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Artist Profile: Gretchen wagoner

The collage artist and painter invites viewers to create their own interpretations of her work.​

by Rachel Kalina


Most artwork found in the shape of a square hanging on a wall is meant to be admired from afar, but that’s not the case with Gretchen Wagoner’s mixed-media collages.


Each piece draws the viewer in and gently demands an interpretation of its many layers. A signature Wagoner collage may feature an elk in the foreground with an elaborate chandelier in the background — and that “elk” just may be an illusion: a silhouette cut from bold, pink flowers on a magazine’s page.


The Long Island City, New York, artist says that her viewers tend to create their own stories when looking at her work. “Everybody makes up what they want it to be in their heads,” Wagoner says. “I like that aspect of it.”


Although Wagoner was partially inspired by surrealist art to start using collage, she also found this technique allowed her work to become more abstract. “When I used to paint, I wanted to paint representational,” she says. “But it always seems liked the pieces would be too literal. They didn’t have the mystery I wanted them to have.”And now there’s certainly a feeling of the unknown to each collage. As many pieces start out as ripped magazine pages — possibly chosen for certain textures — the viewer has to look closely to determine whether the image in question is a mushroom patch or a random concrete structure.


“I just don’t think too much about it,” Wagoner says, “I tear out what I like. I do that often, so that I have a large inventory to work with.”


Aside from this stash, Wagoner’s resources also include paints and inks. Her pieces encompass a variety of techniques, including Print Gocco — a popular printing method in late 1970s Japan that now only resides in a fringe art movement — and gouache, an effect similar to watercolor, but more opaque, which has centuries-old roots. Wagoner says she uses gouache to “make certain areas” in her collages stand out.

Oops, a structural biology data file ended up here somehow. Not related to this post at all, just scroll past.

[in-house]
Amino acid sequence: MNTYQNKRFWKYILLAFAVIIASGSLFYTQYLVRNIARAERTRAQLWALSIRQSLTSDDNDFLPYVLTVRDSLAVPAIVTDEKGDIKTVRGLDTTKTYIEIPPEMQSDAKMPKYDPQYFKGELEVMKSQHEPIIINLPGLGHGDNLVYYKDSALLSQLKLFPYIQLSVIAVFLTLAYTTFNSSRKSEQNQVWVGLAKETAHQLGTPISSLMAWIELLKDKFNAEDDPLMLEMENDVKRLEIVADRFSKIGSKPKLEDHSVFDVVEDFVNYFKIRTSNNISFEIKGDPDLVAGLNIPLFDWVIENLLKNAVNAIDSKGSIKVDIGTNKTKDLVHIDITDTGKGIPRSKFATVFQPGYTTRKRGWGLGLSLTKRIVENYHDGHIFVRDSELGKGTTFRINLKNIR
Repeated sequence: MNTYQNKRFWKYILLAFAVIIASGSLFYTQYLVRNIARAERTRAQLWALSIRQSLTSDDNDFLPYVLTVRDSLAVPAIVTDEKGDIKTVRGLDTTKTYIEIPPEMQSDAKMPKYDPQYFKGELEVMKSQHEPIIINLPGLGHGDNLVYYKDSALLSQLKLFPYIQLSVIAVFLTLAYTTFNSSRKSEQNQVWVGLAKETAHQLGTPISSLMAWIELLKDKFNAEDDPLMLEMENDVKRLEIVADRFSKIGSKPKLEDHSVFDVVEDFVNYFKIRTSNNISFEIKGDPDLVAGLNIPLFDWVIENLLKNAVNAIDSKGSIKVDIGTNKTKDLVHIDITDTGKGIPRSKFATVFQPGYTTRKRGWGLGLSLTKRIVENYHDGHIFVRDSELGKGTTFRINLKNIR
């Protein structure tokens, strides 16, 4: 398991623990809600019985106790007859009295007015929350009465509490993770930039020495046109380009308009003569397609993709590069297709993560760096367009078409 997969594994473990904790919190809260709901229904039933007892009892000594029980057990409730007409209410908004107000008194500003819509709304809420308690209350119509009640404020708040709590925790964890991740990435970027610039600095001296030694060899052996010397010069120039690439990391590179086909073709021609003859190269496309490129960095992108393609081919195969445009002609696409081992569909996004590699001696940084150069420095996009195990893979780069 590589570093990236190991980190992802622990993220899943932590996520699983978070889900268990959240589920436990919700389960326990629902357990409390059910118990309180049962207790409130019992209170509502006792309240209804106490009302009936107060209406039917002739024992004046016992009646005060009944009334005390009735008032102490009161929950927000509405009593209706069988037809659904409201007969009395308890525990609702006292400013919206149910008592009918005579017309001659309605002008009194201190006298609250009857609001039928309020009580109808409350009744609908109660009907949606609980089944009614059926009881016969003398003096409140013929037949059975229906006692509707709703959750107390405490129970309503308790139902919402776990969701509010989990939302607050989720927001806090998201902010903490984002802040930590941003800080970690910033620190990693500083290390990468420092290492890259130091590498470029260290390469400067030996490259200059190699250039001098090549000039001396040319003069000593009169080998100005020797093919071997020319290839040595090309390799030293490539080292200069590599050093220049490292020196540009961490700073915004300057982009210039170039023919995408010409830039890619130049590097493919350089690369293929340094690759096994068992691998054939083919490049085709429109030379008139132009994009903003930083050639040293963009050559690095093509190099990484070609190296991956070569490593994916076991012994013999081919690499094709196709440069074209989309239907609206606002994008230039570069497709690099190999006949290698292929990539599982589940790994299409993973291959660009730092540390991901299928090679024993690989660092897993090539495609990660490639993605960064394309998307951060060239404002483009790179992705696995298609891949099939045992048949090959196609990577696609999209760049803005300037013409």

“I’ve always been attracted to the process of making art,” Wagoner says. “I try to use the Gocco machine as artistically as I can. I always want to keep it about my language — my stroke and my hand.”


Originally from Wisconsin, Wagoner was only first introduced to New York during an internship through the Minneapolis College of Art and Design in the mid-1990s. Her work is rooted in her origins and combines elements of the expansive natural surroundings akin to where she was raised with modern and urban design components.


“I like the dichotomy of having an animal with a chandelier,” Wagoner says. “It’s like something completely bourgeois and something that’s supposed to be outside. I want the animals to look regal and respected. I miss that part of my life when I was growing up and I had a lot of nature around me.”


What the combined elements within each piece mean is ultimately decided by the individual viewer; because Wagoner’s collages may be created on two-dimensional surfaces, but there is an undeniable depth to them once completed.


“Looking at art has always been inspiring to me,” Wagoner says, “I think that taps

into ideas you didn’t really know that you had.”

Published: Venus Zine,, December 21, 2007


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